When the soundtrack to IL MECENARIO was first released on a French United Artists long playing record, both Morricone and Nicolai were given joint composing credits and this was also the case on the German LP release, however the two albums were different in content each recording having a slightly different opening cue and having totally different art work, with the German release having inferior sound quality. When the score was released on CD for the first time it was a fusion of both the French and the German releases, but still the sound quality was rather lacking, plus the composing credit was altered to read music composed by Ennio Morricone, no mention of Nicolai as co-composer(which is something that has happened on numerous CD editions of older Morricone scores in recent years). This sadly is the case on this latest edition on the GDM club label, Nicolai given a conducting credit on the back cover of the CD, a plus on this release is a credit to the talent and input of Alessandro Alessandroni who made such a great contribution to this and many other works within the spaghetti western genre via his guitar playing his haunting whistling and his distinct sounding choir, Il Cantori Moderni. The score opens with a pulsating and highly infectious samba infused composition that is introduced by slightly discordant sounding brass flourishes that are supported and enhanced by shouts and shrill whistles and punctuated by percussion and harshly strummed guitar, this introduction builds to a crescendo of sorts and gains momentum as it segues into full on and fast paced samba beats which act as a background to flyaway strings that purvey a sound that is full of patriotic atmosphere with Mexican sounding choir embellishing and carrying the composition along. BAMBA VIAVACE is an energetic and highly charged piece that is a perfect opener for the score and sets the scene for what is to follow. The score for IL MERCENARIO is basically a collection of themes, which relate to the main characters within the movie, it is a clear and effective use of the motif style of scoring which Morricone utilized within many of his soundtracks for Italian made westerns, the opening cue being the theme that accompanies PACO the poor peon who is elevated to a Simon Bolivar status with the help of a foreign Mercenary. Morricone and Nicolai taking it to a greater and more prominent degree within this particular assignment.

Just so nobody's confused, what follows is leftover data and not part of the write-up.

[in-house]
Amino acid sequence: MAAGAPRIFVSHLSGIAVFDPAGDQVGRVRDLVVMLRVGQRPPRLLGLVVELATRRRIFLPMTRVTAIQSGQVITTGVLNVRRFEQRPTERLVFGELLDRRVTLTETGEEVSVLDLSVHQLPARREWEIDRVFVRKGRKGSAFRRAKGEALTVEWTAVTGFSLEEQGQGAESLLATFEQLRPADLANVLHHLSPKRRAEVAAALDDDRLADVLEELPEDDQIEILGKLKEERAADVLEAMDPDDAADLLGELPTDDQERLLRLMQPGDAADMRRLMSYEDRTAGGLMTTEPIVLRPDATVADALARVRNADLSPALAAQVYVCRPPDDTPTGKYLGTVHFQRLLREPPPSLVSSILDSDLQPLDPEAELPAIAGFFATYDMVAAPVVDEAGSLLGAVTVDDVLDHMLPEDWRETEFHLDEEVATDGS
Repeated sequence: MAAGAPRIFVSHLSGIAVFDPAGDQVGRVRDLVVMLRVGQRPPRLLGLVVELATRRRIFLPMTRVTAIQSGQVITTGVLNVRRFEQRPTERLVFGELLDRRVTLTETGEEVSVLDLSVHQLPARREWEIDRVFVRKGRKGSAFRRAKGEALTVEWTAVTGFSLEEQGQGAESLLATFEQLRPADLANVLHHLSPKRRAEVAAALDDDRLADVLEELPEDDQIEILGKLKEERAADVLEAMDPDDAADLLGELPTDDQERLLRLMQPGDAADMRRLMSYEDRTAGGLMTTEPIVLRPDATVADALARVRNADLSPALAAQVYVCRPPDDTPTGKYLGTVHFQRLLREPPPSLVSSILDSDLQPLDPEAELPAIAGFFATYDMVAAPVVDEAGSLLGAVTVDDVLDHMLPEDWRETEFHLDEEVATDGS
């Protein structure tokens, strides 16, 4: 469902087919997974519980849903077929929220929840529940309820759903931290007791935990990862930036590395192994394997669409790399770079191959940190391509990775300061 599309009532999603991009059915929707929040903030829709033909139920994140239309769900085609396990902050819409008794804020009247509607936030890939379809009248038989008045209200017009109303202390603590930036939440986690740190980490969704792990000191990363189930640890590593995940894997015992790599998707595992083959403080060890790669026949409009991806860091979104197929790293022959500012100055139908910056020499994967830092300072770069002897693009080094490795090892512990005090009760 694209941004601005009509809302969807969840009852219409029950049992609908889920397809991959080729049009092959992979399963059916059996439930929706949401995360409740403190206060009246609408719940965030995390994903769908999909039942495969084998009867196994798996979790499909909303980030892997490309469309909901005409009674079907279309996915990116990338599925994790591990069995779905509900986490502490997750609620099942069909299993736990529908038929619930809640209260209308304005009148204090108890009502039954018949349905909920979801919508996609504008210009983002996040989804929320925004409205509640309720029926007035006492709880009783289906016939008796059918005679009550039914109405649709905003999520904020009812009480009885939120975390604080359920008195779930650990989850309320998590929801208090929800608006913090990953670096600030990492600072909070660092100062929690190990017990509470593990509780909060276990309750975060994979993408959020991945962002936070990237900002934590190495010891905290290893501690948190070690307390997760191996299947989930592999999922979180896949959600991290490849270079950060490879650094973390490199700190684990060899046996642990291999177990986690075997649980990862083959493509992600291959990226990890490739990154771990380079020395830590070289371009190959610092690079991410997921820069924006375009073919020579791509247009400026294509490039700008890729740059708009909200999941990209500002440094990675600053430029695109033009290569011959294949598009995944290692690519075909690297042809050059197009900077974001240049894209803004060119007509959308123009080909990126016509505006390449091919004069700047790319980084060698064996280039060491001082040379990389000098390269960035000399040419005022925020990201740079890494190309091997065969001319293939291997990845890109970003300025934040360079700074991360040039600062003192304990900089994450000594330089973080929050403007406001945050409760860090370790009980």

Track number two, ESTASI is the first time that we are introduced to the theme that accompanies Franco Nero’s character the Polish mercenary the Polack, which is heard almost every time he is on screen or is about to enter the scene, Alessandroni’s distinct and descending whistle is introduced by a single strum from a guitar and then is interrupted by an upbeat organ solo that is accompanied by guitar, this combination plays out a section of what will become the theme for Curly the villainous and sadistic character portrayed wonderfully by Jack Palance, this theme soon evaporates and we return to a whistling solo which on this occasion ascends the musical scale and then further establishes the Mercenary theme punctuated by echoing percussion and sporadic castanets with underlying strings adding depth and further substance to the composition. Track number three, is the first of the Mexican vocal tracks that appear on the soundtrack which are in effect source music IL MECENARIO (sueno Mejicano 1) is a very laid back almost lazy sounding vocal, there are two other vocals on the disc. Track number six, IL CANTO A MIA TIERRA (song to my land) and track number 9, IL MERCENARIO (sueno Mejicano 2). The theme for Franco Nero is more or less the foundation of the score and Morricone and Nicolai fashion the remainder of the work around this, creating what is now regarded as a veritable masterpiece from the genre of the Italian made western.